The greatest tension is observed in the Buenos Aires metropolitan area, which has the highest concentration of poverty and exclusion. It is a Peronist government that has grassroots civil society organizations to contain social pressure but the hardness of the situation is exceptional.

Prof. Llenderrozas stresses that two-thirds of adults receive state aid (21 million people, before they were 17 million) asking how can be the economy reactivated under this pressure.

3. Polarization (‘la grieta’, as named in the country) has been temporarily set aside

The crack (grieta) speaks of a fracture between Peronists and anti-Peronists that has characterized with more or less intensity Argentinian politics for a long time and with particular intensity during the Kirchners governments (the husband Nestor first, Cristina after). Now there is a strong nucleus of radical opposition to the measures taken by the government but represented by those who do not govern. Those who are in management positions choose collaboration. The idea of ‘going together’ prevailed, leaving aside disputes and confrontations. The image of those who govern is high, both of the president (peronista) and of the Buenos Aires assistant who is from the opposition party (Cambiemos).

Prof. Llenderrozas suggest that to somehow this is a result of the federal management of resources which creates incentives for provinces and local governments to collaborate in order to access to funding.

Prof. Casullo agrees on observing that coordination is very high at the moment. She thinks that this is part of the exceptional situation and once normal politics are back the political discussion will re-emerges with greater intensity.

4. There is no exit plan to confinement

There is broad social support for quarantine, but also a demand that it be financially compensated. Both experts agree on the value of confinement as the main measure available to prevent contagion, but there is a demand for economic compensation which is creating tension considering the importance of the informal economy in the country. The entrepreneurs are also claiming for subsidies.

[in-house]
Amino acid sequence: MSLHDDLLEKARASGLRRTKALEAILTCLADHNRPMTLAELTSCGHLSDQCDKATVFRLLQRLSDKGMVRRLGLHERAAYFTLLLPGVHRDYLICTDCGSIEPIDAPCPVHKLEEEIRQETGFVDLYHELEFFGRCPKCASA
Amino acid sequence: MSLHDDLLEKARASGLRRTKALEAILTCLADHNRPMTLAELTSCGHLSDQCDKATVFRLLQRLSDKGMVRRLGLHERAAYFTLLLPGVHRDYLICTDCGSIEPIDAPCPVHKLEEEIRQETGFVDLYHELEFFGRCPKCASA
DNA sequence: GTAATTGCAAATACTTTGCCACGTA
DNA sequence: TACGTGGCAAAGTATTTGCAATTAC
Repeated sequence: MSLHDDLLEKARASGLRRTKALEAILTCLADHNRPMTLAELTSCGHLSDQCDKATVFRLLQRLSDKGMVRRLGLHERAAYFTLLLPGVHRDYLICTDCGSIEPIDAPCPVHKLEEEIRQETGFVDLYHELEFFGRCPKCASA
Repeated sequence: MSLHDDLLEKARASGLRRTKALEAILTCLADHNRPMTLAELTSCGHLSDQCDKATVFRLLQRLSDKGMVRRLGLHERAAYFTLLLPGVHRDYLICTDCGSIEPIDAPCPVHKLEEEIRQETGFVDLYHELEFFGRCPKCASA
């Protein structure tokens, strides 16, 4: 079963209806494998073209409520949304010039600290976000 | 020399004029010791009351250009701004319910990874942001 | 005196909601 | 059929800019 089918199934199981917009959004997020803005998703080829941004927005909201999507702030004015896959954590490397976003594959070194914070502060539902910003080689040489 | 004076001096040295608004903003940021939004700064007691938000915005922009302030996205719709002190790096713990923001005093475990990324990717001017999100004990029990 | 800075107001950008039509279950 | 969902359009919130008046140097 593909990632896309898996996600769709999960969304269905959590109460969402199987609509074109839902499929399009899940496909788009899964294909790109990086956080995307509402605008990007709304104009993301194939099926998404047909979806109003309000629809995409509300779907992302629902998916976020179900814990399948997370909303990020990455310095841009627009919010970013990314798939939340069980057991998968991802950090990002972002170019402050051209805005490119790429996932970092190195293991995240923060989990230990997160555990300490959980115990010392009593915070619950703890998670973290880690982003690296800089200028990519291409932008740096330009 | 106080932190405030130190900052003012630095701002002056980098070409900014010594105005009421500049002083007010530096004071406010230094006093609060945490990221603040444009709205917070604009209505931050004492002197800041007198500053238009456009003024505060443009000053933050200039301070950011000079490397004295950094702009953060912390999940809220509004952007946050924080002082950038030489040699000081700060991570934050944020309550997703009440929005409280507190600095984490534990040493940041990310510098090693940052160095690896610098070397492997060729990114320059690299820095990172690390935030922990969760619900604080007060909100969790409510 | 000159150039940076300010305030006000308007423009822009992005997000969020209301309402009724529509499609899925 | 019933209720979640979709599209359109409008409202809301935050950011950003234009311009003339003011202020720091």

The government has concentrated communication, the strategy has been to explain and compare what happens in other countries, particularly in Brazil and the United States. This even generated a diplomatic problem with Chile but has helped to reinforce the idea that in Argentina the sanitarian crisis is well managed. The challenge is to find a way to start opening and to consider particular situations within the country. The exit from confinement is not clear, nor were their adequate measures in certain areas such as education, care, or gender violence. Inequality in access possibilities has deepened, the gap has widened and leaves a deep inequality in the educational field

5. There is no plan

This crisis arrived when the new government had just taken office. It has helped to provide political capital. However, the economical crisis was evident before the crisis and all the projects are restricted to the renegotiation of the external debt. An agreement is still pending and in such a situation there is no plan, but just an exceptional crisis.

Link to the full event in Spanish:

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Argentina’s politics in the pandemic